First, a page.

Auguste Ambroise Tardieu
Biography of Auguste Ambroise Tardieu
Auguste Ambroise Tardieu Tardieu was one of the most prominent figures in 19th century forensic medicine, and a prolific writer in the field of state pharmacology.
Tardieu began his medical studies in Paris, where he received his doctorate in 1843 with a dissertation that was long considered a classic. He became agrégé in 1844, médecin des hôpitaux in 1850. In 1852 he distinguished himself in a concours for the chair of hygiene, but lost to Apollinaire Bouchardat (1806-1866). On this occasion he published the thesis Voiries et cimetières, which for a long period was considered the most complete monograph in this field.
In 1861, upon the retirement of Nicolas-Philibert Adelon (1782-1862), Tardieu was appointed professor at the University of Paris. From 1864 he was deputy to Pierre François Olive Rayer (1793-1867) as dean of the faculty of medicine. After the death of Rayer in 1867, Tardieu was elected chairman of the French association of physicians, remaining in this position until 1867. In 1867 he also became chairman of the Comité consultatif d’hygiène, and the same year was elected president of the Académie de médecine, of which he had been a member since 1859. Besides these positions he practised at the Hôtel-Dieu, and already during the life of his predecessor Mathieu Joseph Bonaventure Orfila (1787-1853), frequently appeared in Paris courts as a medical expert.
Tardieu's special fields of interest were forensic medicine and toxicology. He investigated numerous historical crimes, the most spectacular being the 156 victims of the assault on Napoleon III on January 14, 1858. Among “his” causes célèbres was the murder of the duchess of Praslin by her husband in 1847 and the latter’s suicide the following year. This murder case was the topic of the film All this and heaven, too" of 1940, directed by Anatole Litvak and starring Bette Davis. The film is based on Rachel Field's bestseller of the same title. There was also the process against Dr. Couty de la Pommerais for having poisoned the widow Pauw in 1863; the Armand case in 1864; the simulated murder attack by strangulation by the servant Maurice Roux in the gruesome Troppmann case in 1869; the murder of the Kinck family; and finally in the investigation occasioned by the murder of the journalist Victor Noir (Yvan Salmon) by Pierre Bonaparte (1815-1881) in January 1870.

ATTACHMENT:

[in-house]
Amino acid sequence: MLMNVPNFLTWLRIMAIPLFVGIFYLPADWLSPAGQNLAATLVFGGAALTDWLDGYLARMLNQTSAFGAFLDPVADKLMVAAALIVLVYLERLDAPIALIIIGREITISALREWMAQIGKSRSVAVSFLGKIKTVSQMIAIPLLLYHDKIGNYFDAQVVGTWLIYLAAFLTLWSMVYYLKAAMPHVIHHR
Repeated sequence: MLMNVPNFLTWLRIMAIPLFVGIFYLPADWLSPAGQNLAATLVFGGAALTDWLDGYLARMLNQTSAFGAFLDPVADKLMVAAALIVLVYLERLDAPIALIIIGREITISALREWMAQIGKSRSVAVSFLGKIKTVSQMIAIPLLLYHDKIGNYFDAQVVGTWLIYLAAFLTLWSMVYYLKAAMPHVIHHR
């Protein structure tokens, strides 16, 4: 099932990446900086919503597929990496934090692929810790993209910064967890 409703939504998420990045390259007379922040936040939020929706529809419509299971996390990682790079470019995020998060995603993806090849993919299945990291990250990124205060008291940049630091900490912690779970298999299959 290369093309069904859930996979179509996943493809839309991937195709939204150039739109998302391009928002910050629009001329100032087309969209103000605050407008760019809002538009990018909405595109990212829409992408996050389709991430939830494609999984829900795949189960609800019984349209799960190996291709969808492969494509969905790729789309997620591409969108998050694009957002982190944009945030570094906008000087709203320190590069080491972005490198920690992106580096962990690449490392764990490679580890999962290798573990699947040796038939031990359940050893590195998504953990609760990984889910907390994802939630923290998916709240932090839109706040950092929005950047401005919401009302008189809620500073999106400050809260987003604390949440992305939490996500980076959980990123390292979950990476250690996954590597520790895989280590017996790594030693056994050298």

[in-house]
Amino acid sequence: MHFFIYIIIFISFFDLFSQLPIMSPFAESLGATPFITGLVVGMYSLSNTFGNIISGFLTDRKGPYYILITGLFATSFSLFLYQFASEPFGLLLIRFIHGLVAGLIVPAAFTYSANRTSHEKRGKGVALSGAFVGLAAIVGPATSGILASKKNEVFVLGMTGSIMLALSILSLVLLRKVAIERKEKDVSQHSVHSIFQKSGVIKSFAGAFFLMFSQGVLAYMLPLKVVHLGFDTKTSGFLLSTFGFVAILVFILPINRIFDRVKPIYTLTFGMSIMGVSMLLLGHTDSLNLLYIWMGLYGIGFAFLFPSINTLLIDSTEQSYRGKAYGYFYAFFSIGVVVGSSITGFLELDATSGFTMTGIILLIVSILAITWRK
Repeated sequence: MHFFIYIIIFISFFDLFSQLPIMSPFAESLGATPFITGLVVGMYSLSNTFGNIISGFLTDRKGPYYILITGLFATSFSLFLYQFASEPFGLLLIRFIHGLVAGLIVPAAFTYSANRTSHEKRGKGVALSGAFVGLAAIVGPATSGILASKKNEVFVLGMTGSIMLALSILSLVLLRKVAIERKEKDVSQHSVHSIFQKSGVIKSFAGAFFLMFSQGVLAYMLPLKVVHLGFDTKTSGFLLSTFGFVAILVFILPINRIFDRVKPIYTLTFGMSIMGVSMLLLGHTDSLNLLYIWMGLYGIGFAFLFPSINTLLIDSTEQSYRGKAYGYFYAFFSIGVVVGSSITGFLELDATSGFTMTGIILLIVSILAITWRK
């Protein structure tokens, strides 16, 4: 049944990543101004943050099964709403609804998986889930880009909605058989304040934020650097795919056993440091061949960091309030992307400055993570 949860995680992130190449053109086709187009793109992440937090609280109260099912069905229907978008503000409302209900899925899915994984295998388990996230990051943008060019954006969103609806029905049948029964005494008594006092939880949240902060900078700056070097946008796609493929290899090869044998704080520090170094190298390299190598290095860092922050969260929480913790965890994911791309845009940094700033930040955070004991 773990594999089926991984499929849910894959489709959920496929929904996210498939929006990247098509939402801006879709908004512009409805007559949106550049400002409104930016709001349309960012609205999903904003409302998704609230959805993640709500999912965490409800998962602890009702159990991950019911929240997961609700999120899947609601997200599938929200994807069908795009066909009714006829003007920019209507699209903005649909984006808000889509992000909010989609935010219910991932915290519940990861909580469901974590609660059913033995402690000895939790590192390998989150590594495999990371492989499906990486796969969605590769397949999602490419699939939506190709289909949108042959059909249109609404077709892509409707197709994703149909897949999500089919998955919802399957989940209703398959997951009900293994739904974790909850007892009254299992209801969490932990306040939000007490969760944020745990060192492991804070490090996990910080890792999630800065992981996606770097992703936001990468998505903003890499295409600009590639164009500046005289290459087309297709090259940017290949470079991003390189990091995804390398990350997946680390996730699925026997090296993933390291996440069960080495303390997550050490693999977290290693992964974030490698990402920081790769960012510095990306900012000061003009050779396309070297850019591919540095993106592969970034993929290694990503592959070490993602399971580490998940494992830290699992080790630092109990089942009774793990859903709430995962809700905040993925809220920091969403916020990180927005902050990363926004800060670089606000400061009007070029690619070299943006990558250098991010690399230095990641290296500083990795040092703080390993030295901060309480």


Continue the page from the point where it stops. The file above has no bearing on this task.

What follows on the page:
He wrote a review of the recognisable characteristics - alterations of the bodies - of people following various trades, 48 in all.
Tardieu's book on medico-legal and clinical aspects of imprisonment, titled Étude médico-légale et clinique sur l'empoisonnement, is an exhaustive work on medico-legal toxicology. At the time of its writing it was one of the most authoritative works of its kind and is typical of the writings of Tardieu in its clarity and exactness. Covering a wide range of drugs and poisons, the book is amply illustrated with case reports and autopsies. Tardieus writing reflects his position as the foremost French medico-legal expert of his day. He wrote on the legal aspects of infanticide, abortion, and hangings as well as on insanity.
Tardieu was considered a benign and selfless person. As a member of the Paris magistrate he demonstrated a vivid interest in the administrative matters of the city.
Tardieu published numerous articles in the Annales d’hygiène publique et de médecine légale, established in 1829 by Mathéo-José-Bonaventure Orfila (1787-1853) and appearing in its 3rd series from 1879.